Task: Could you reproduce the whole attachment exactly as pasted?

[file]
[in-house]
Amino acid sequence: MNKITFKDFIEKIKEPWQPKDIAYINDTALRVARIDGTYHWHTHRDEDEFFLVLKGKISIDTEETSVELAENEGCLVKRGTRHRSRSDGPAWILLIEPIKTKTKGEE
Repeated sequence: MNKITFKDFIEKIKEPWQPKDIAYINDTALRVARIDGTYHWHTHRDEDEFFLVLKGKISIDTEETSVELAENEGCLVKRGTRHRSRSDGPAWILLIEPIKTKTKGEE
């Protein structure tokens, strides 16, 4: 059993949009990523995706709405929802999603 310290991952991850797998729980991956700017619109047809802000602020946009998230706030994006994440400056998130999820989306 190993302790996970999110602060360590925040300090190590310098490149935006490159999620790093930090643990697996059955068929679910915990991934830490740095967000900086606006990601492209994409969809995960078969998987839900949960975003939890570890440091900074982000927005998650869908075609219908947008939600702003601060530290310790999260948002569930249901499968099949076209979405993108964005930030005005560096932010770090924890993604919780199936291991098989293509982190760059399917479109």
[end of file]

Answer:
[in-house]
Amino acid sequence: MNKITFKDFIEKIKEPWQPKDIAYINDTALRVARIDGTYHWHTHRDEDEFFLVLKGKISIDTEETSVELAENEGCLVKRGTRHRSRSDGPAWILLIEPIKTKTKGEE
Repeated sequence: MNKITFKDFIEKIKEPWQPKDIAYINDTALRVARIDGTYHWHTHRDEDEFFLVLKGKISIDTEETSVELAENEGCLVKRGTRHRSRSDGPAWILLIEPIKTKTKGEE
């Protein structure tokens, strides 16, 4: 059993949009990523995706709405929802999603 310290991952991850797998729980991956700017619109047809802000602020946009998230706030994006994440400056998130999820989306 190993302790996970999110602060360590925040300090190590310098490149935006490159999620790093930090643990697996059955068929679910915990991934830490740095967000900086606006990601492209994409969809995960078969998987839900949960975003939890570890440091900074982000927005998650869908075609219908947008939600702003601060530290310790999260948002569930249901499968099949076209979405993108964005930030005005560096932010770090924890993604919780199936291991098989293509982190760059399917479109």